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Explainer: Is this Italian about to deliver another bloody nose to establishment politics?

Beppe Grillo’s opposition to a crucial referendum could spell the end for the current Prime Minister.

Beppe Grillo of the Five Stars Movement is campaigning for referendum No vote.
Beppe Grillo of the Five Stars Movement is campaigning for referendum No vote.
Image: AP/Press Association Images

AFTER VOTERS IN the UK and the US firmly rebuked the political classes with Brexit and the election of Donald Trump, Italians could be next to deliver a bloody nose to the political establishment.

The EU’s fifth largest economy goes to the polls in a referendum tomorrow that will decide on some major changes to their political system.

In short, Italians are being asked whether to greatly reduce the power of their upper house, the Senate.

In Italy, the Senate’s power is greater than in similar parliamentary democracies with two houses, like Ireland, and critics of the Senate have argued that it adds to the notorious political instability in the country.

It’s proposed that members of the Senate will be drastically cut from 315 to 100 and that all members will be appointed rather than elected.

The proposals for the Senate from Prime Minister Matteo Renzi go hand-in-hand with a new electoral reform law designed to ensure elections produce winners with clear majorities.

Arguing for a referendum Yes vote in the Financial Times, Italian Foreign Minister Paolo Gentiloni said that:

There is no question that amendments to our constitution are necessary in order to make our institutions more efficient: no other European country has two chambers with duplicated functions; it is clear that there are far too many members of parliament.

“The value of the proposed amendments is so obvious that regular attempts have been made to introduce them since the 1980s.”

Italy Referendum Demonstrations have shown the depth of feeling in Italy ahead of tomorrow's vote. Source: Andrew Medichini/AP

As ever though with referendums, campaigns are rarely fought on the issue at hand alone and Prime Minister Renzi has perhaps unwisely made this explicitly the case.

The centre-left leader has suggested he will step down if voters reject the referendum, giving fuel to opponents who seek to make the vote about his premiership.

They argue that constitutional fine-tuning is far from being an obvious priority in a country with high unemployment and declining real incomes.

Former comedian-turned-politician Beppe Grillo is among those opposed to the referendum with his Five Star Movement arguing it would give greater power to politicians.

The populist party was founded just seven years ago but has established itself as the biggest rival to Renzi’s  Democratic Party. Its representative Virginia Raggi is currently the mayor of Rome and the party is targeting a place in government.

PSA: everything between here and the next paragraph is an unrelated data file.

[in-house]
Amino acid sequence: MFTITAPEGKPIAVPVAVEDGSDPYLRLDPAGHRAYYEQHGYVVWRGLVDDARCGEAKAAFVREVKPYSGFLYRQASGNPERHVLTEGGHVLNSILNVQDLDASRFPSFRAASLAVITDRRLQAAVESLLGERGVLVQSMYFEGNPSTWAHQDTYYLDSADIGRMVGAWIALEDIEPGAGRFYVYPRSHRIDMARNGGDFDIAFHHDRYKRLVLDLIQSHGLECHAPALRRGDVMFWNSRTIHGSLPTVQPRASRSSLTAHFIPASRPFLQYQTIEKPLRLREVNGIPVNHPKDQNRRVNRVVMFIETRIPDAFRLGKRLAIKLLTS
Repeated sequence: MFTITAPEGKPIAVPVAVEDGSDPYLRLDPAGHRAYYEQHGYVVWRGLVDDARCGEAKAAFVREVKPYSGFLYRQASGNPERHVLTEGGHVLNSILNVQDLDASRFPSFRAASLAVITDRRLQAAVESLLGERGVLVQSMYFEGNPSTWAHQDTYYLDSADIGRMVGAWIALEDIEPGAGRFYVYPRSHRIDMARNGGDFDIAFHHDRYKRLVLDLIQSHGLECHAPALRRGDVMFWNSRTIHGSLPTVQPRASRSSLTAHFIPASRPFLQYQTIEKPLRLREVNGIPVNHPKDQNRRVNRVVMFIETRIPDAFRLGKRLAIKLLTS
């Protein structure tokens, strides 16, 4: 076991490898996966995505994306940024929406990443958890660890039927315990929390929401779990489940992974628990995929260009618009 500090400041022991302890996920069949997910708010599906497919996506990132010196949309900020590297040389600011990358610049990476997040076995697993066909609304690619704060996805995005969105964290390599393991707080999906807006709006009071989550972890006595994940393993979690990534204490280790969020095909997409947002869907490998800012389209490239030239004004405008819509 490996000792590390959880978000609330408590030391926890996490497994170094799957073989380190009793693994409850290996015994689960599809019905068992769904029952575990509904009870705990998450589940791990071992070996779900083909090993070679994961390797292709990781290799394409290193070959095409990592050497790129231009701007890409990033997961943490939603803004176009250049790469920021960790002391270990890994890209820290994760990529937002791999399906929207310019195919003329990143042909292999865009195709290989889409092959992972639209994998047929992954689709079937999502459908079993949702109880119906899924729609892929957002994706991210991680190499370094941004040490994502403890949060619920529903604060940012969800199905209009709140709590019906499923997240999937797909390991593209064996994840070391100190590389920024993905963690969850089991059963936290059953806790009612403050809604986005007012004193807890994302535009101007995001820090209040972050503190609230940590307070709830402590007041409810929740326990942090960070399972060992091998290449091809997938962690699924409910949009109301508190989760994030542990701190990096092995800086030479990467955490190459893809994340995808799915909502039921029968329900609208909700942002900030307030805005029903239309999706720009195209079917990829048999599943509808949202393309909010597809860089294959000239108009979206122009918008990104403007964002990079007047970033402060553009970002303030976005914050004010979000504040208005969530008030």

Grillo came to political prominence in 2007 when her organised Vaffanculo Day, or ‘Fuck Off Day’, across Italy in opposition to other political reforms.

The fear from Renzi and others who are campaigning for the referendum is that Italians will send a similar message tomorrow.

The Five Star Movement are far from being alone in opposition to the referendum though. The separatist Northern League are campaigning for a No vote as is four-time Prime Minister Silvio Berlusconi.

The fear from Brussels ahead of tomorrow’s referendum is that a defeat would mean a collapse of the government and potential political chaos in Italy.

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Germany Obama Italian Premier Matteo Renzi is fighting for his political life. Source: Michael Sohn/PA

If voters reject proposals, Renzi has said:

There will still be a government, whether it istechnical, political, super technical or super political.

“We will do everything that has to be done to ensure Italy is ready to face its challenges,” he added.

Renzi was speaking as he presented his 2017 budget plans to the media after winning backing for them last week from the Chamber of Deputies.

The budget includes plans to loosen the fiscal strings to finance tax cuts, increased health and education spending and measures to help smaller companies and the country’s earthquake-hit areas.

The freeing up of spending plans has already put Renzi on a collision course with the European Commission, so further disagreements aren’t what Brussels wants.

An opinion poll earlier this month showed that 32% of Italians plan to vote No and 26% are leaning towards Yes. It means that the referendum may well be defeated but undecided voters will be crucial.

- With reporting by © – AFP

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Rónán Duffy

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